NEW YORK -- A meals concept from across the Atlantic is cooking up some success here with a rare blend of ingredients: freshness, quality, quick service, popular prices -- and smiles.
New Yorkers must wonder what's going on. They're not used to service with a smile, but they're getting a lot of it at London-based Pret A Manger's first site on these shores.
The menu is simple -- sandwiches, soup, coffee, cold drinks and single-serve desserts like miniature pecan and key lime pies and cake slices. The sandwiches and pastries are produced all day long in an on-site kitchen and merchandised in a gleaming self-service case. Aromas of fresh-baked goods fill the air. Customer traffic is heavy. Lines are short. And cashiers ring up at least 1,000 sandwiches at lunchtime alone. There must be a lesson here somewhere.
"It's a good lunch option. When you taste the sandwiches, you know they're fresh. And they're very tasty, like roast beef and chutney. I think Pret A Manger is a well thought-out concept and it's been borne out. All you have to do is look at their success in England," said Jim Riesenburger, managing partner, Riesenburger, Leenhouts, & Associates, LLC, a Rochester, N.Y., consulting firm that works with supermarkets.
Riesenburger, who has clients overseas as well as in the United States, said he has bought sandwiches at several of the 100 Pret A Mangers in Britain, as well as at the one here. The privately owned, quick-service chain (the name is French for "ready to eat") chose for its first site here Lower Manhattan -- an area that has an impressive density of lunch seekers every weekday.
Set right in the midst of elbow-to-elbow competition like Starbucks, Au Bon Pain and Cosi Sandwich Bar, Pret A Manger is posting sales that are beyond the owners' projections. Indeed, officials are so pleased with sales after four months that they're speeding up plans to open additional locations in New York, said Paul Reason, operations manager, for Pret A Manger in the United States.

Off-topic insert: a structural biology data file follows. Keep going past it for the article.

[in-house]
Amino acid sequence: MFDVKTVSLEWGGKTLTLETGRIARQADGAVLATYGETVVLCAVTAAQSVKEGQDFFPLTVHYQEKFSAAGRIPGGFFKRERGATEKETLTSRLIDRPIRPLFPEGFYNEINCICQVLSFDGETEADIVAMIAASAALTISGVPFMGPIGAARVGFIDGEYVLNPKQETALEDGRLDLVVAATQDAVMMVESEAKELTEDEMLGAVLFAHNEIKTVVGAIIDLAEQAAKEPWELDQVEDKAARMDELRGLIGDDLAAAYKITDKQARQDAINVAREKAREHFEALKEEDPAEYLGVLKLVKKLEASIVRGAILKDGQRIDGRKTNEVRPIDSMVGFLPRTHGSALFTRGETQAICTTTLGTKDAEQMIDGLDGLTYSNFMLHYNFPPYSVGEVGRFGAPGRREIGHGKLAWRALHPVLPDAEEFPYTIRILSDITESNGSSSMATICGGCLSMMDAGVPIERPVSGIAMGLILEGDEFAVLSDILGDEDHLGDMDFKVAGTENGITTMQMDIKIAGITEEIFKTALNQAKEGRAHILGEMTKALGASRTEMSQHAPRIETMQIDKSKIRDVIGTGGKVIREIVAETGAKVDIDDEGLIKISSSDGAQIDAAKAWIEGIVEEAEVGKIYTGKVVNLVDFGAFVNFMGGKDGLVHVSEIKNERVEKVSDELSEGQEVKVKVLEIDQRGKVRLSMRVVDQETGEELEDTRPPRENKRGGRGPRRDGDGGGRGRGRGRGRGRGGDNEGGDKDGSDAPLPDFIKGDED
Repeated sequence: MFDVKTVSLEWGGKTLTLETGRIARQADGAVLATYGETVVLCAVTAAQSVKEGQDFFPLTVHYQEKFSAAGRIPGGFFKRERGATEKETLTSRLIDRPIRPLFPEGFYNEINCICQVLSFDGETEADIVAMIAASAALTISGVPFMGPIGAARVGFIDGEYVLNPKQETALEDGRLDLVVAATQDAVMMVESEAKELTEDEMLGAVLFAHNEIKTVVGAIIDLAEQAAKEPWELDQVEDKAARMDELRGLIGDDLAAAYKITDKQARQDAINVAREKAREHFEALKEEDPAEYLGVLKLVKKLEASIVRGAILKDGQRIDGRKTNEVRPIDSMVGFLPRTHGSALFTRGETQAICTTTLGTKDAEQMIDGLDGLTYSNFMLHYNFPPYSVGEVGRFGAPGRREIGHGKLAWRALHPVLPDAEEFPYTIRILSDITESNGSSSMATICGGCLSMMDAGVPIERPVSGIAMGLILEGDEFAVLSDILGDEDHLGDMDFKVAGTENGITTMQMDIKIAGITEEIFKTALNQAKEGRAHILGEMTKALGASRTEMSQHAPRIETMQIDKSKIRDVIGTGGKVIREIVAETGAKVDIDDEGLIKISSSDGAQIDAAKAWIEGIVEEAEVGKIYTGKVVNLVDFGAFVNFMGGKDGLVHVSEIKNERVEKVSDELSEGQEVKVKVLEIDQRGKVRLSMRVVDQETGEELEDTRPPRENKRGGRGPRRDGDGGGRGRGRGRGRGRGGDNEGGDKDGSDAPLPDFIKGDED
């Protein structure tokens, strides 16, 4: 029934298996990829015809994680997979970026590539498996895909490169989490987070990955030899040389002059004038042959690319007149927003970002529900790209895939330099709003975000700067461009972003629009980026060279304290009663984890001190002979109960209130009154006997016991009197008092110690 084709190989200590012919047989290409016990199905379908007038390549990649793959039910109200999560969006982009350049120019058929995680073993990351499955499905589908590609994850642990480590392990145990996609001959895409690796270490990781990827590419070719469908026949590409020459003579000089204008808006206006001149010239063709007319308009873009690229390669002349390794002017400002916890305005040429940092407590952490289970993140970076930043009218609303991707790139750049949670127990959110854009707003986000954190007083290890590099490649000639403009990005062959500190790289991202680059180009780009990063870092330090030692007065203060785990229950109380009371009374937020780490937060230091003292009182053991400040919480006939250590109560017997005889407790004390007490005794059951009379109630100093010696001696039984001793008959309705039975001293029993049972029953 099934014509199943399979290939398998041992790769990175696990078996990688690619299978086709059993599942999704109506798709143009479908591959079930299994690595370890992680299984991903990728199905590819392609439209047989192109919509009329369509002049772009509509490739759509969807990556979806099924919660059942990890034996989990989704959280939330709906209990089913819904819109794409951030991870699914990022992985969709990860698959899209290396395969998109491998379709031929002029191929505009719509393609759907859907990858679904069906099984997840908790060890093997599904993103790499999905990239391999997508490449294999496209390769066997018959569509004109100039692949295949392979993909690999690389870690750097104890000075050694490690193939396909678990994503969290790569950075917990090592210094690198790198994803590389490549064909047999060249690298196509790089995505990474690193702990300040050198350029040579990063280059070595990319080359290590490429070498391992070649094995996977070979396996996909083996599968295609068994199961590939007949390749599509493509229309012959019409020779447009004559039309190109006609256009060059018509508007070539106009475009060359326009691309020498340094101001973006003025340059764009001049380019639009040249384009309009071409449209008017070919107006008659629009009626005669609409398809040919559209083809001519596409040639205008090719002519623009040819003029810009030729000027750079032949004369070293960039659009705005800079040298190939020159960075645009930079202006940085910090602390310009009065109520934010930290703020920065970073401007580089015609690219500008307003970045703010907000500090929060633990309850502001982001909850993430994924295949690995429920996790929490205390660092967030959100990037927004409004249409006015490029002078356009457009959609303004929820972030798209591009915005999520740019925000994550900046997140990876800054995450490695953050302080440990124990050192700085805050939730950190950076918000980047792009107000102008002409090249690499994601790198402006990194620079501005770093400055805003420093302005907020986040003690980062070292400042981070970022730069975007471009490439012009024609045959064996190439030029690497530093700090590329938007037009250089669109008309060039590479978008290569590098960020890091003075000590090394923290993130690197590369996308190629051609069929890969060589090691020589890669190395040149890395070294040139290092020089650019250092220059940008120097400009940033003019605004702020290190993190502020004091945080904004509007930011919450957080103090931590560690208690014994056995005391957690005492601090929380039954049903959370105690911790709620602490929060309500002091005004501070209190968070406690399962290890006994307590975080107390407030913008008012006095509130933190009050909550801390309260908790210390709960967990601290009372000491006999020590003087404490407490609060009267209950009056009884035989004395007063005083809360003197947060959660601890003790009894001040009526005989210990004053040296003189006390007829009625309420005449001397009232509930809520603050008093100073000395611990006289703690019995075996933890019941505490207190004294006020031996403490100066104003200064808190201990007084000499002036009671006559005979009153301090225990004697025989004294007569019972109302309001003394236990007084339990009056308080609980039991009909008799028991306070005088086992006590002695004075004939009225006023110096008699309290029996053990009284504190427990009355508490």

"The owners are very happy with how well we're doing here. In fact, they're making arrangements to open 10 more shops in Manhattan by the end of next year. We're not certain yet exactly where the next one will be located, but as we move forward, we'll have them in Midtown and Uptown as well as more in the Financial District," he said.
Reason explained that the company fills a niche by simply giving people what they want, which Pret A Manger's owners believe to be healthy, good-tasting food and a pleasant experience at the cash register. Seating is provided for 80 people, but much of the business is takeout.
"Basically we're a sandwich shop. We sell a wide range of sandwiches and baguettes, hot and cold beverages, cakes and pastries. We just added soup this month," he said.
"Soup is definitely here to stay. We sold so much of it just in the first few days," Reason said of the latest menu item. Two varieties, made fresh to Pret's specifications by a local supplier, are offered daily.
The 3,000-square-foot store, open from 7 a.m. to 6 p.m., begins the day baking off croissants from frozen dough it brings in from Belgium. Later in the morning, another round of baking includes frozen dough baguettes from France. Some baked items are made to Pret's specifications by local suppliers and delivered to the store each morning, but there's always a lot going on in the kitchen. Even nuts and spices for some items are roasted in-store, and coffee beans are ground on-site.
But to keep labor intensity and shrink manageable, the menu is relatively simple. Customers will find no wine-braised lamb shanks or shrimp Alfredo here.
The same 24 sandwiches are available each day and prices range from $2 for an egg salad on country white bread to $5 for smoked salmon and egg on rye. The latter, and a roast beef sandwich, $4.75, are the best sellers, Reason said. The dessert menu offers such favorites as brownies for $1.75 each, and carrot cake and banana cake at $2 a slice. A miniature key lime pie is $2.50.
For the last two weeks, the "Turkey Lunch" sandwich, at $4.75, has been a big hit, Reason said. Introduced to herald the holiday season, the new addition, on granary bread, contains oven-roasted turkey, cranberry sauce and bacon.